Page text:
RSA 318-B:28-a. Controlled Drug Act. Annulments of Criminal Records  GO>

Link verified on: April 6, 2018

RSA 651:5. Sentences. Annulment of Criminal Records  GO>

Link verified on: April 6, 2018

Find it in a Library ... New Hampshire Revised Statutes Annotated

Link verified on: June 29, 2018

Find the New Hampshire statutes in print at libraries throughout the state.   GO>

Learn About New Hampshire Statutes: New Hampshire statutes are the laws of the State of New Hampshire as enacted by the New Hampshire General Court. GO>
 

NEW HAMPSHIRE CASES

164 N.H. 296 (2012). State v. Baker

Link verified on: April 6, 2018

In deciding whether annulment is consistent with the public welfare, the trial court should weigh the factors in favor of annulment, such as evidence of the defendant's exemplary conduct and character since his last conviction, against the public interest in keeping his convictions a matter of public record. Thus, in exercising its discretion, the court may consider such factors as the number and circumstances of the convictions at issue, the defendant's age at the time of each conviction, the time span of the convictions, and the particular manner in which annulment would aid the defendant's rehabilitation for example, by allowing him to obtain a professional license or to pursue a calling otherwise prohibited to those convicted of a crime.   GO>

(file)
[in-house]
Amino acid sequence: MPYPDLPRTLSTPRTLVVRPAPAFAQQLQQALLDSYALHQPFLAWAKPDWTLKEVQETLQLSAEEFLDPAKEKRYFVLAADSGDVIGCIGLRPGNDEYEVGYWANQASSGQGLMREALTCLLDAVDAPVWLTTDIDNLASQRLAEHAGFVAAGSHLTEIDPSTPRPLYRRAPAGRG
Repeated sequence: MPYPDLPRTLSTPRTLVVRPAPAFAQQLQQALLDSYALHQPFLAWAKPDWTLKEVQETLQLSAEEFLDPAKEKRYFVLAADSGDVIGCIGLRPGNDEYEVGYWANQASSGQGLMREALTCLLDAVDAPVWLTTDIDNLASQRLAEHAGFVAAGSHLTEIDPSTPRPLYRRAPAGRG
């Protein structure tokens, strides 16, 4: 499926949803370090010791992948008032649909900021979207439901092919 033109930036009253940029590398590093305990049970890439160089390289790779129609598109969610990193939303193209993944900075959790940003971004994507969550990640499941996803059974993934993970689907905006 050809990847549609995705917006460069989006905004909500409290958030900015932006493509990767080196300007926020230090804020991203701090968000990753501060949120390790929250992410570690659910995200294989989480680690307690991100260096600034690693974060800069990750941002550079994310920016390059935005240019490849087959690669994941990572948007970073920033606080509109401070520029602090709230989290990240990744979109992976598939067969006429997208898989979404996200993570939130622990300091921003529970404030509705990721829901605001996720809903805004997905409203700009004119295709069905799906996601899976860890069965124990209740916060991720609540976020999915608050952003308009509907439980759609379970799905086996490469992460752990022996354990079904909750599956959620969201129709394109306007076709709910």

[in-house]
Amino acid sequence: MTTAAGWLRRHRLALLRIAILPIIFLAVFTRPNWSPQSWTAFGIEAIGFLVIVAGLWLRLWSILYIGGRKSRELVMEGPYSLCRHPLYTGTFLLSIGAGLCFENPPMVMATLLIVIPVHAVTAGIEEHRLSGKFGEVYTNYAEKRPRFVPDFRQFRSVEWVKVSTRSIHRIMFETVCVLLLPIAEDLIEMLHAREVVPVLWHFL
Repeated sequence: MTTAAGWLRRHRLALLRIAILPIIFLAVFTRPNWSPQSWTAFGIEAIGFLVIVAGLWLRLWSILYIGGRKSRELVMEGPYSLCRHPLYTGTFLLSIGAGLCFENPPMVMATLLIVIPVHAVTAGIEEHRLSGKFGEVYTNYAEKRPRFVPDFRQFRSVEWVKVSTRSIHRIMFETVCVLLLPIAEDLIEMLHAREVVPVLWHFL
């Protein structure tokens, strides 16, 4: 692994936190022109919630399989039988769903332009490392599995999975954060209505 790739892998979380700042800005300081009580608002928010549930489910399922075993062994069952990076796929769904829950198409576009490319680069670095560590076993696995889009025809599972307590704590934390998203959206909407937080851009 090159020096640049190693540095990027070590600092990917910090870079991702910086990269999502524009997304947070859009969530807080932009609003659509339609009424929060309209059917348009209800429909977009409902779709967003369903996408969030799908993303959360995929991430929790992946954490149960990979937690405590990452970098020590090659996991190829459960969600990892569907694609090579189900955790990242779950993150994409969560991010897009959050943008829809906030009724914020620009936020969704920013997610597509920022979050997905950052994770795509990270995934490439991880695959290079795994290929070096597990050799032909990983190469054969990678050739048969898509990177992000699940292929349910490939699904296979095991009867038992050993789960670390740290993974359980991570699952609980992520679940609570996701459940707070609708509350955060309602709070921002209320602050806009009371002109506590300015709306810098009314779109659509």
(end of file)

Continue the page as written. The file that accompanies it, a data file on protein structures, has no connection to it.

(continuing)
169 N.H. 32 (2016). Wolfgram v. New Hampshire Department of Safety

Link verified on: April 6, 2018